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Why are we teaching kids to be racist?

3 June 2020

What has happened to the world?

Everywhere I look, people on both sides of a growing divide are playing the race card.

In the USA, people of all races and creeds are using the death of George Floyd as an excuse to loot and pillage -- not because of outrage over his death, because it seems to be a great opportunity to grab lots of "free stuff".

What a sign of disrespect that is to the memory of Mr Floyd and those who are really protesting the outrage that is his death.

Sadly, looking at the online footage, there does seem to be an overly represented number of black Americans engaging in this looting and property damage. How can those with a genuine grievance and a right to be outraged over Floyd's death gain any traction for their cause when so many others are using this as nothing more than an opportunity to steal?

Although some genuine protestors have done their best to prevent this looting, they appear to be greatly outnumbered by the opportunist thugs.

My sympathies go out to those whose protests are being perverted in this way.

To be honest though, I am genuinely confused over this whole racism thing.

I have to say that when it comes to judging someone, race simply doesn't factor into the equation for me.

I recall as a kid at school that there were other kids from all sorts of different races in my classes. None of those kids were discriminated against because of the colour of their skin or other racial attributes.

We were just a bunch of kids and we all played together in the playground, all chatted and formed friendships with scant regard for race. In fact, you were more likely to be discriminated against on the basis of your haircut or what you ate for lunch than on the basis of race.

This attitude has carried forward to today, where I still judge people on their actions and attitudes, not their skin colour, the thickness of their lips or the angle of their eyes.

I have good friends who are Asian, Maori, Pacific Islanders, European and African... their race matters nought to me. If they're nice people and we share a common interest or perspectives then we are more than likely going to be friends.

Interestingly enough (and quite coincidentally), the very tiny number of people who I actively dislike are all white European in ethnicity. People just like myself. If I dislike someone it's probably because they've proven themselves to be an arse or untrustworthy.

So what's with all this racism that fills the pages of our media?

More importantly, why is it that (seemingly) so many of our young people feature so prominently in incidents of racism? Why are kids today seemingly so much more focused on a person's race than they were in my day?

Could it be that our school system has changed and there's too much ridiculous focus on having the generation of today pay for the deeds of their ancestors?

Here in New Zealand, Maori seem to be told that they're "owed" by contemporary Europeans because of the way their long-dead ancestors were treated by the grandparents and great grandparents of this current generation of non-Maori. To be honest, it seems that we have an education system that fans the fires of racism by creating this culture of entitlement based on wrongs of the past and telling others that they should feel guilt for the same reasons.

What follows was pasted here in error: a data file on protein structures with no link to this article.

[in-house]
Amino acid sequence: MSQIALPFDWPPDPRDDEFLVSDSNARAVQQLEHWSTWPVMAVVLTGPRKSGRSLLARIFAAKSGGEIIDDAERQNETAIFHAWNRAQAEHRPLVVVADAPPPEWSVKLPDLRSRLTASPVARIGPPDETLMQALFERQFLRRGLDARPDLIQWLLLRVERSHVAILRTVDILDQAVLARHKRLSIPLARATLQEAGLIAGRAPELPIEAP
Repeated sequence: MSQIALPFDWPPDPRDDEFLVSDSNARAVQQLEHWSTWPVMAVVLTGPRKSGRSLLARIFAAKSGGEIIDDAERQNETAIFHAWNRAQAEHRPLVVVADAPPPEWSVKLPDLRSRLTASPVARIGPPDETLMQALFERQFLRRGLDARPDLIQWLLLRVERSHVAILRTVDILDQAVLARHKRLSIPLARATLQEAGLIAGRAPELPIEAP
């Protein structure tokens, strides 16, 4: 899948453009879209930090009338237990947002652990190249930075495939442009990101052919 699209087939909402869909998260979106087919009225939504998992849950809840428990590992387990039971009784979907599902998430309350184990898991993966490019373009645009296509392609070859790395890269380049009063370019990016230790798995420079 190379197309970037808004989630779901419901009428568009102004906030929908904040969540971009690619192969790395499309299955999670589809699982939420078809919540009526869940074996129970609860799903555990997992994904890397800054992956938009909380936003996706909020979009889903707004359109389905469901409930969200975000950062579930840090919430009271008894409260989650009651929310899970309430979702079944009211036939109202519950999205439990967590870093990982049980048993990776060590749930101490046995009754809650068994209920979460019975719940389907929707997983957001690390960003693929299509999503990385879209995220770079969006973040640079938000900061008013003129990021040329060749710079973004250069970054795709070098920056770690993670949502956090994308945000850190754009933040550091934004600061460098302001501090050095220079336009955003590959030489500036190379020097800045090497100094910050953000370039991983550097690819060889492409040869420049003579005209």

Is that really sensible?

I'm sorry that Maori got the short end of the stick on far too many occasions but it is HISTORY now and nobody ought to be held responsible for the actions of their ancestors.

Should a 20-year-old white European New Zealand really be held accountable for the fact that his great grandfather actively suppressed the speaking of the Maori Language? If that's the case then maybe the children of murderers and rapists should also be imprisoned for the crimes of their parents and other ancestors. Can culpability be inherited? I don't think so.

The reality is that in my day, kids were all treated equally and treated each other equally. We weren't told that some were entitled to more than others, solely based on the colour of their skin and the crimes of previous generations. As a result, everyone got along very well and nobody felt disadvantaged or discriminated against.

Sadly, I fear that what we have today is institutionalised racism that is taught in our schools and tertiary institutions -- to the detriment of all society.

If there are any crimes that need to be addressed, it's the crimes currently being committed in the name of "racial entitlement" and "racial culpability" for deeds of the distant past. These are the crimes that are teaching new generations of kids that they have a *right* to seek redress for crimes of the past, even though those who actually committed those crimes and those who suffered from them are long since dead and buried.

Until we stop teaching racism as an acceptable attitude, things will only continue to get worse.

Or, in my confusion, do I have this all wrong?

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